My 85 year old uncle did!

Amanda McCabe
16 years ago

This is funny, Elena, because just yesterday I was bothered by the sign on a new Mexican restaurant that just opened in my town. It says “Los Mariachi’s,” and when I drive past I always wonder “The mariachi’s what? Their sign, their restaurant, their building?”

I’m also incredibly bothered by the misuse of the word “literally,” but that’s another story. 🙂

Lois
16 years ago

I guess mine are just general — most especially in email messages where people obviously don’t reread or use the spell check. Stuff like that.

While it isn’t a mistake, what does annoy me is this: Lois’. I do it as Lois’s. Like I said, I know it’s not a mistake — and back in the day in my grammar classes, it was around the time where it was changing, that adding the ‘s to a word with s was just as fine as just ‘. So ever since then I’ve been doing it ‘s, and those words just really look naked without it. LOL 🙂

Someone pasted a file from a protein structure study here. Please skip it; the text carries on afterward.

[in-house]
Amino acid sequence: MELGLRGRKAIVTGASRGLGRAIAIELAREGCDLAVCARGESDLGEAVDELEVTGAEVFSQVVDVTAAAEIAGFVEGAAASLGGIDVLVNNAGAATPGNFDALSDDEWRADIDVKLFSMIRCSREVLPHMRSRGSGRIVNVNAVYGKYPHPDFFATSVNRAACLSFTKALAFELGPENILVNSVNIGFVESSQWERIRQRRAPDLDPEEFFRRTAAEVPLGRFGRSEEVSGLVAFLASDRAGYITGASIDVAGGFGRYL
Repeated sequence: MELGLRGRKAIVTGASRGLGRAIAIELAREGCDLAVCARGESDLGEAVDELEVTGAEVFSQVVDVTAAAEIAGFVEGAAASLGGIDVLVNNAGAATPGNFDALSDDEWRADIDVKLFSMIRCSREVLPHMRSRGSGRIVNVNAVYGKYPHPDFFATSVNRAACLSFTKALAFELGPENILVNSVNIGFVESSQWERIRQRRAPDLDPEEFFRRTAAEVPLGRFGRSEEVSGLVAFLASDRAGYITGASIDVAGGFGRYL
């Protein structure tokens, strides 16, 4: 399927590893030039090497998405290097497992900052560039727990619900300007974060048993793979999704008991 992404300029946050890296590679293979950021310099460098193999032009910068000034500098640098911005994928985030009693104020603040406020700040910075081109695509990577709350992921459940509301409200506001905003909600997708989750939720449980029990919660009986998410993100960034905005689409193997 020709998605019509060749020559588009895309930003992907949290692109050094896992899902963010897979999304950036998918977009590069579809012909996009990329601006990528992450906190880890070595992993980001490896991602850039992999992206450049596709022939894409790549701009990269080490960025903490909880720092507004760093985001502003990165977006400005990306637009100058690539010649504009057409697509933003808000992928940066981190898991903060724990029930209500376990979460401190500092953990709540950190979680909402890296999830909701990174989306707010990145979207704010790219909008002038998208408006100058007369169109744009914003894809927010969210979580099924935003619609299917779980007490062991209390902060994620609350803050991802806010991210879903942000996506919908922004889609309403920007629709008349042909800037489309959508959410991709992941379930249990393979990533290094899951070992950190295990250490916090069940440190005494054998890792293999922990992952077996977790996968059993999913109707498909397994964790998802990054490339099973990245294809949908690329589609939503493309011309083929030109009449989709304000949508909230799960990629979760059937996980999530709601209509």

Lois

Kalen Hughes
16 years ago

I see that Lois and I are on opposite sides of the “‘s” fence. LOL! But then I have lots of quirks. I can’t type colour without the “u”. It just makes my shoulder blades ache (not joking here). Talk about a strange mind/body connection.

I don’t trust CEs either, and I haven’t even been through my first copy edit yet (in Atlanta my editor was telling me horror stories about copy editing MSs herself after the edits came back so bad they were just unusable). Luckily one of my best friends is a CE for industrial and medical publications, so if I think the edits are insane I can always email her with grammar questions.